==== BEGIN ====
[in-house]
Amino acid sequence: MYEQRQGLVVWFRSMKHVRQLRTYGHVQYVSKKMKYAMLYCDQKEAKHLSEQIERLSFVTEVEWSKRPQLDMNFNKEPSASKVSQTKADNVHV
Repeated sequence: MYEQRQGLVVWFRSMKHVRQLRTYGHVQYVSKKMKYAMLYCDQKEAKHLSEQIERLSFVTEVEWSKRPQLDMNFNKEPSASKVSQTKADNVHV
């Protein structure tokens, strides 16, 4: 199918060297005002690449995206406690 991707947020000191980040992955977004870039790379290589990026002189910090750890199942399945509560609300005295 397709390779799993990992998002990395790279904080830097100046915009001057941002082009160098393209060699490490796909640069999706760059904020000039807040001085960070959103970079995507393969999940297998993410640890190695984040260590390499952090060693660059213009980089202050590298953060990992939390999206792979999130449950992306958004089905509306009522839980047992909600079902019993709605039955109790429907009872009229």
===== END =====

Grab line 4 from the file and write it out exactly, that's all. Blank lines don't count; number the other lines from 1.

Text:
């Protein structure tokens, strides 16, 4: 199918060297005002690449995206406690 991707947020000191980040992955977004870039790379290589990026002189910090750890199942399945509560609300005295 397709390779799993990992998002990395790279904080830097100046915009001057941002082009160098393209060699490490796909640069999706760059904020000039807040001085960070959103970079995507393969999940297998993410640890190695984040260590390499952090060693660059213009980089202050590298953060990992939390999206792979999130449950992306958004089905509306009522839980047992909600079902019993709605039955109790429907009872009229």